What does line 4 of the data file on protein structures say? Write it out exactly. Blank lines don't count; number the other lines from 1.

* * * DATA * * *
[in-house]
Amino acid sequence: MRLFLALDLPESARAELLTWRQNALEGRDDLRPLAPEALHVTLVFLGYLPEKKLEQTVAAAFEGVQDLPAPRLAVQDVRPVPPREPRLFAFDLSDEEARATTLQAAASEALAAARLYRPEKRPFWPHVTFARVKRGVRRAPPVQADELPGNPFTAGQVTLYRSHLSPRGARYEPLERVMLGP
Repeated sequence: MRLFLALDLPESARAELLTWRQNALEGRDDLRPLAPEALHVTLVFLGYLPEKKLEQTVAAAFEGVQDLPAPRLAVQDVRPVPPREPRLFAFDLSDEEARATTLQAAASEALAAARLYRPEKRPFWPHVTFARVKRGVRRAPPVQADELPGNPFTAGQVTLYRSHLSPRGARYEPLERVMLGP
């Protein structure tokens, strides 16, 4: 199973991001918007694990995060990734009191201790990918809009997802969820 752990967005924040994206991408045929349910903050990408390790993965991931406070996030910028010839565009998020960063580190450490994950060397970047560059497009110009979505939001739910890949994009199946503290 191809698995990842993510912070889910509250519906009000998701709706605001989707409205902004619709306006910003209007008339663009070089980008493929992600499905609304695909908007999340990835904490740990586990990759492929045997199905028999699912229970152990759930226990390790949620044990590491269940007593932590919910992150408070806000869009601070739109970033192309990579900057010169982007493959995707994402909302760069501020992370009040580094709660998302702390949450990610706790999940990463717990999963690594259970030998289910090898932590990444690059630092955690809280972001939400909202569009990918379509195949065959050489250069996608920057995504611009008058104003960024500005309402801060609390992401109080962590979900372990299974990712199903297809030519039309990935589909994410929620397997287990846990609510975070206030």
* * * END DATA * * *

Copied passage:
């Protein structure tokens, strides 16, 4: 199973991001918007694990995060990734009191201790990918809009997802969820 752990967005924040994206991408045929349910903050990408390790993965991931406070996030910028010839565009998020960063580190450490994950060397970047560059497009110009979505939001739910890949994009199946503290 191809698995990842993510912070889910509250519906009000998701709706605001989707409205902004619709306006910003209007008339663009070089980008493929992600499905609304695909908007999340990835904490740990586990990759492929045997199905028999699912229970152990759930226990390790949620044990590491269940007593932590919910992150408070806000869009601070739109970033192309990579900057010169982007493959995707994402909302760069501020992370009040580094709660998302702390949450990610706790999940990463717990999963690594259970030998289910090898932590990444690059630092955690809280972001939400909202569009990918379509195949065959050489250069996608920057995504611009008058104003960024500005309402801060609390992401109080962590979900372990299974990712199903297809030519039309990935589909994410929620397997287990846990609510975070206030």